Memory overload PDF Print E-mail
Saturday, 24 August 2013 00:00
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With so many investment companies to deal with, it's no surprise corporate heads don't remember names

Much has been made of Anil Ambani not remembering whether his group companies had invested in a firm called Swan Telecom that got a 2G licence from then telecom minister A Raja and later sold a 45% stake in this to UAE’s Etisalat. It is true Ambani’s group firms invested a little over R1,000 crore in the firm—R11 crore directly by Reliance Telecom and R992 crore was given to Swan in what are called redeemable preference shares. Since these preference shares which had an interest of 8% were bought at a premium of R999 each, this meant the money was given to Swan almost free—it was returned to Reliance Telecom later. It is true that, since Swan had no great assets as collateral, this extraordinary generosity was like Nassim Taleb’s famous Black Swan event. But given Ambani’s group has assets in excess of R180,000 crore, it is a bit unreasonable to expect him to behave like a bania and keep track of every R1,000 crore of investments the group makes.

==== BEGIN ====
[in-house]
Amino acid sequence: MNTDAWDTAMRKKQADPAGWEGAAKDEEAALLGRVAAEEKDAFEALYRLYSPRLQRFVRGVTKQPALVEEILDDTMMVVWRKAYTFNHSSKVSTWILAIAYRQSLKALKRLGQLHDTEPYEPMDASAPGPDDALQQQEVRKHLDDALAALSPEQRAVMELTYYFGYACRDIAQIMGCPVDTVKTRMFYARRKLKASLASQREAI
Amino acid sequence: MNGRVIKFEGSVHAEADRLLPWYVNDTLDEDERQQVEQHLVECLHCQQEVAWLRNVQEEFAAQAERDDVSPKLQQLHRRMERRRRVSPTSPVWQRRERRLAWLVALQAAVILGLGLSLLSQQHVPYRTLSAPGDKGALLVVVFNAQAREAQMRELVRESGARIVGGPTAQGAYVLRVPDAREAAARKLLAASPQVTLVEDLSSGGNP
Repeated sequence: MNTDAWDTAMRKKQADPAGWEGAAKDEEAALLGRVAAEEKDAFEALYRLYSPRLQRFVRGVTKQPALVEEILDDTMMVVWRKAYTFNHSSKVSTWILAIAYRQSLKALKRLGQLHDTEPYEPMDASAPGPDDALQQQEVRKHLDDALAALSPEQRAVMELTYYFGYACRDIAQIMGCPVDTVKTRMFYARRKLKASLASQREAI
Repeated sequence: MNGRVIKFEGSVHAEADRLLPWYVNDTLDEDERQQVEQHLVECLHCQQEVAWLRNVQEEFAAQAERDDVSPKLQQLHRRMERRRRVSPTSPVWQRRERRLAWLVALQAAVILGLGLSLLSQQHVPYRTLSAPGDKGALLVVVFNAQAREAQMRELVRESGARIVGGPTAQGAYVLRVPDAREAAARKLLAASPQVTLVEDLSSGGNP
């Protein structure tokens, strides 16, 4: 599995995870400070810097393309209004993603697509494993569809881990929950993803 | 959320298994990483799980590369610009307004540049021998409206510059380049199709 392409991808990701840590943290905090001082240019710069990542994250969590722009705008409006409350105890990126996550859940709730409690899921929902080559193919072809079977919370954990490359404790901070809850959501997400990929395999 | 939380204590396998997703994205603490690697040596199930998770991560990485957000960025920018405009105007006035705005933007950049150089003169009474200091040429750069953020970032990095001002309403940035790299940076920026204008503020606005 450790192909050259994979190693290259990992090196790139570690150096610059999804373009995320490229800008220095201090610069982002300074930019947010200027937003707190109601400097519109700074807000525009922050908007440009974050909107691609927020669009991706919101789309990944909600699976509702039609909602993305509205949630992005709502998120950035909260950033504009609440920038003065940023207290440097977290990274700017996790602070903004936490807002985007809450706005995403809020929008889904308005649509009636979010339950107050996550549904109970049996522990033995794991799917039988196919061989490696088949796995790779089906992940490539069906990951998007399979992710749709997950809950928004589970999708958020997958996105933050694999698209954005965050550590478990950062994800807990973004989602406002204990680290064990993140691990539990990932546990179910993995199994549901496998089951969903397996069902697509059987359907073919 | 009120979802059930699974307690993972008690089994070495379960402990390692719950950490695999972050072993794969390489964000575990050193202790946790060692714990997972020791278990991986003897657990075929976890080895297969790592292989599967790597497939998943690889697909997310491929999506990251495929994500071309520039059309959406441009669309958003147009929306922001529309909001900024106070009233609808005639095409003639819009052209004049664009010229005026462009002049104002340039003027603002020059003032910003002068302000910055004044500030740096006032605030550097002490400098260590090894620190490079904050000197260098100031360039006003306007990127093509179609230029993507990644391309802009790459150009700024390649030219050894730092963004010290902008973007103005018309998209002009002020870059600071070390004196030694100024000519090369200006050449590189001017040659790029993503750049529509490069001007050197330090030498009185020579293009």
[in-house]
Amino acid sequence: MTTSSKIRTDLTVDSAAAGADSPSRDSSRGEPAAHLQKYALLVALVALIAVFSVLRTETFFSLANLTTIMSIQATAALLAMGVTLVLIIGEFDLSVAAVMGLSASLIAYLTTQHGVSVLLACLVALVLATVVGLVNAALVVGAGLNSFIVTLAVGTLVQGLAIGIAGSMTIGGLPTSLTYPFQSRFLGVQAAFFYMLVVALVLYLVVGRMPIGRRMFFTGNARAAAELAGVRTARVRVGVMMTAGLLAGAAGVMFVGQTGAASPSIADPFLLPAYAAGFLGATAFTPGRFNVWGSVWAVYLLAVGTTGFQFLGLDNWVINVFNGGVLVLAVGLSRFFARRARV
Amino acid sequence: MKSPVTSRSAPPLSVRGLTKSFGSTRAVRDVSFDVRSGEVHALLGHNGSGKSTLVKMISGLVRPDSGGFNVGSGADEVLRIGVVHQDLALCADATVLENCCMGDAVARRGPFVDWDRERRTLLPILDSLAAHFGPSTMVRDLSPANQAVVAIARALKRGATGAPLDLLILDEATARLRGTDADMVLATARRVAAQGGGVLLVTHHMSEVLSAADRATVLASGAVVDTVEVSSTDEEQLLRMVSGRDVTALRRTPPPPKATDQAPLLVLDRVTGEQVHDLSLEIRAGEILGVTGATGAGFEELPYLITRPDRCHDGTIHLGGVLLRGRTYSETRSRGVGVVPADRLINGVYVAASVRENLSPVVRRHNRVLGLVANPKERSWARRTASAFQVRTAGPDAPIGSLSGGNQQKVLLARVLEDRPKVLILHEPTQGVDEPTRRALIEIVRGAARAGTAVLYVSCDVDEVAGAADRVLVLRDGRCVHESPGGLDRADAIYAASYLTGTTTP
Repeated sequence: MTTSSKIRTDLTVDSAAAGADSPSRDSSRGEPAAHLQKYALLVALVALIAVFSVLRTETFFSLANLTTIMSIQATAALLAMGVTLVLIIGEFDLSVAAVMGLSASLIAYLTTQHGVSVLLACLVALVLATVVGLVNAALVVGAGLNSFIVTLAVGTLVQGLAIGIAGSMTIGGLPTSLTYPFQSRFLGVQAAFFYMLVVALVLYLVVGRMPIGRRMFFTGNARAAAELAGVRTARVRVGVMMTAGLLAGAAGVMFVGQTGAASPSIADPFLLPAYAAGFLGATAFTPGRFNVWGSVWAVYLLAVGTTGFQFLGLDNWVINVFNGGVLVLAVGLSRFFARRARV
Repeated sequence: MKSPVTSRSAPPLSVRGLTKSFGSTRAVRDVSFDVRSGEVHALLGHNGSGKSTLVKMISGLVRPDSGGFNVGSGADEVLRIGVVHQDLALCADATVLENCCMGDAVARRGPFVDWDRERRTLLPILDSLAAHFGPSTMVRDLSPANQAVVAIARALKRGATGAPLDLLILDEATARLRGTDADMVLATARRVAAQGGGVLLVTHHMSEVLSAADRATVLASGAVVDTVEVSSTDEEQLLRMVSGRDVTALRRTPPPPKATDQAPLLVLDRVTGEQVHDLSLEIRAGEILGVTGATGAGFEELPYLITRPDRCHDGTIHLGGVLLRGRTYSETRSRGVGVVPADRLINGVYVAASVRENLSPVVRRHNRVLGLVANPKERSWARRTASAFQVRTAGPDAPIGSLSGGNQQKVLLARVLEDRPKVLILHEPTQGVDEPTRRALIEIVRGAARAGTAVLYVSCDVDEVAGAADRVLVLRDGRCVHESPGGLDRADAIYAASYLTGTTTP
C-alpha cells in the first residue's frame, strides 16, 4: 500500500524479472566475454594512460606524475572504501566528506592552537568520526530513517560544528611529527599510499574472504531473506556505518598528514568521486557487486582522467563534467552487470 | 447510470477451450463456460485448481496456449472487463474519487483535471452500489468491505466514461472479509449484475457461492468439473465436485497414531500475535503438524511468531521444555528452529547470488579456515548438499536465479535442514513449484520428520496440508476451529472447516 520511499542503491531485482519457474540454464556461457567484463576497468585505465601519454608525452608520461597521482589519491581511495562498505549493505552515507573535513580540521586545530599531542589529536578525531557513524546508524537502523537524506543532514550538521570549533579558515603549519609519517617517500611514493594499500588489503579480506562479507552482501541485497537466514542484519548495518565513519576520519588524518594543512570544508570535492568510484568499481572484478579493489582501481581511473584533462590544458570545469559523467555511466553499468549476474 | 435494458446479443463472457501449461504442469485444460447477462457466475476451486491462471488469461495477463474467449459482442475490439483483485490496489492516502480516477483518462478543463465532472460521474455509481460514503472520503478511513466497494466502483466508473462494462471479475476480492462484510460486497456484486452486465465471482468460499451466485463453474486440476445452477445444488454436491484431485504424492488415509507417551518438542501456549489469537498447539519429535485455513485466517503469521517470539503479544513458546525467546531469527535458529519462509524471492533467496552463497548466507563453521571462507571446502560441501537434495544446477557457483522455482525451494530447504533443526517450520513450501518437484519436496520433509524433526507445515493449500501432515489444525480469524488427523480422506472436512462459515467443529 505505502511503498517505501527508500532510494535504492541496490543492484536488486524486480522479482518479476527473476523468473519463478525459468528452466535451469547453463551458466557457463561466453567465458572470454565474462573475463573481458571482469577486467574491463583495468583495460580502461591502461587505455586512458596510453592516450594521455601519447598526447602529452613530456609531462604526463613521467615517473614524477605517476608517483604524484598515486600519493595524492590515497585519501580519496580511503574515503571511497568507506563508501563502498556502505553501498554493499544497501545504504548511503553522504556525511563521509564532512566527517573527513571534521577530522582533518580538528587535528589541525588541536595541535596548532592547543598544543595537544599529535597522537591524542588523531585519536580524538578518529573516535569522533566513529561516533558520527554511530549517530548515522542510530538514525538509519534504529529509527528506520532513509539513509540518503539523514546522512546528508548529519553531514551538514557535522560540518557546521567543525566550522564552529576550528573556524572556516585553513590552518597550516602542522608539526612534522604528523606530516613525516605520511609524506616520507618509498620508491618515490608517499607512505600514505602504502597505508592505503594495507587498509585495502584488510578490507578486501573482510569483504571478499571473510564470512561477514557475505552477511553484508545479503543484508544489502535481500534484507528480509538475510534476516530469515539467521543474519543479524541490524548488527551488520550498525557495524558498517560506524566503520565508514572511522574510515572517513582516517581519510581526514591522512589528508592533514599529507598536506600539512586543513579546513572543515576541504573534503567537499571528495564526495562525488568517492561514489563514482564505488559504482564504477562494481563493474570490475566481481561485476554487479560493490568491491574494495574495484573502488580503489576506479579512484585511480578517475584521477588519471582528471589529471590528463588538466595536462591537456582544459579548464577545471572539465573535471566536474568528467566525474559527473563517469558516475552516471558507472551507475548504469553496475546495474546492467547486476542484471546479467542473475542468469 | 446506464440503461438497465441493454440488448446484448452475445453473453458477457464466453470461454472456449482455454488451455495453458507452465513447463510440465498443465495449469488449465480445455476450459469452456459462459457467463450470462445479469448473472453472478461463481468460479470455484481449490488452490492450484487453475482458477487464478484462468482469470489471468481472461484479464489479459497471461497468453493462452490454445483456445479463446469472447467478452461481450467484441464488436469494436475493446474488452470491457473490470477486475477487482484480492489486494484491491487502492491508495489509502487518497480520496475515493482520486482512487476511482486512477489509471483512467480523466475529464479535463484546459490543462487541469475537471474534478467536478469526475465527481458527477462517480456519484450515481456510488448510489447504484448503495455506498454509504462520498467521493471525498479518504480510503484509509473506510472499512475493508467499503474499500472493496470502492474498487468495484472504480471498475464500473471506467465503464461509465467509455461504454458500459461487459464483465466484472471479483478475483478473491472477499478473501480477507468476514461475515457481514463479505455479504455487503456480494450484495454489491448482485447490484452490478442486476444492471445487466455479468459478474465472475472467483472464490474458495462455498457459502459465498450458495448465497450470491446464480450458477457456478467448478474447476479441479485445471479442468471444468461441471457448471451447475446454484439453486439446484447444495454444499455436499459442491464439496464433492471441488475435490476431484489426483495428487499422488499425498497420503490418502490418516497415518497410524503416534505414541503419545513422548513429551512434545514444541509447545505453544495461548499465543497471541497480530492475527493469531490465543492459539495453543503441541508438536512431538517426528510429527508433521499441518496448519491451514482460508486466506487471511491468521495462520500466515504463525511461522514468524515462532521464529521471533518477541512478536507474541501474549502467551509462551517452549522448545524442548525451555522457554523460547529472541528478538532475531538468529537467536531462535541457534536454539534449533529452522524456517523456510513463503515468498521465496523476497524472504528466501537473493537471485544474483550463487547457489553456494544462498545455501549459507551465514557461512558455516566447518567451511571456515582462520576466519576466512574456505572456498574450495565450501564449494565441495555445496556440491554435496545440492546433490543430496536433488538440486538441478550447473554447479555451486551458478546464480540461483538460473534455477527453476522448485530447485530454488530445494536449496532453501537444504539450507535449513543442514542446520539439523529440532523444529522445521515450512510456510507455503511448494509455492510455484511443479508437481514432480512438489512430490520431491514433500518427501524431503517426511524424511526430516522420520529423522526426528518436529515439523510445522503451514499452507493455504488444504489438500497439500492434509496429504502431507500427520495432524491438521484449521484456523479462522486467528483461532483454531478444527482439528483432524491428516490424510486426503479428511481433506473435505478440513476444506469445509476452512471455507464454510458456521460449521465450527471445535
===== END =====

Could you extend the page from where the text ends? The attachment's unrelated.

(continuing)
Expecting Ambani to remember the names of companies like AAA Consultancy Services, ADAE Ventures, Parrot Consultants, Tiger Traders and Zebra Consultants is also a bit much, even if it is true he could have brushed up on them before appearing in court. It’s not just for Ambani, many large business groups have investment firms that run into scores, even more. The promoter can’t be expected to remember these names, other people are paid to remember. It is true some groups try to make this easier by choosing a certain type of name, of planets or animals for instance. While that makes it easier to remember names like Donkey, Monkey, Elephant, Cow, things get a bit hairy when you run out of animal names and have to resort to AAA Services or AAB and AAC. Thank God for the Companies Act that limits the number of subsidiaries a firm can have.


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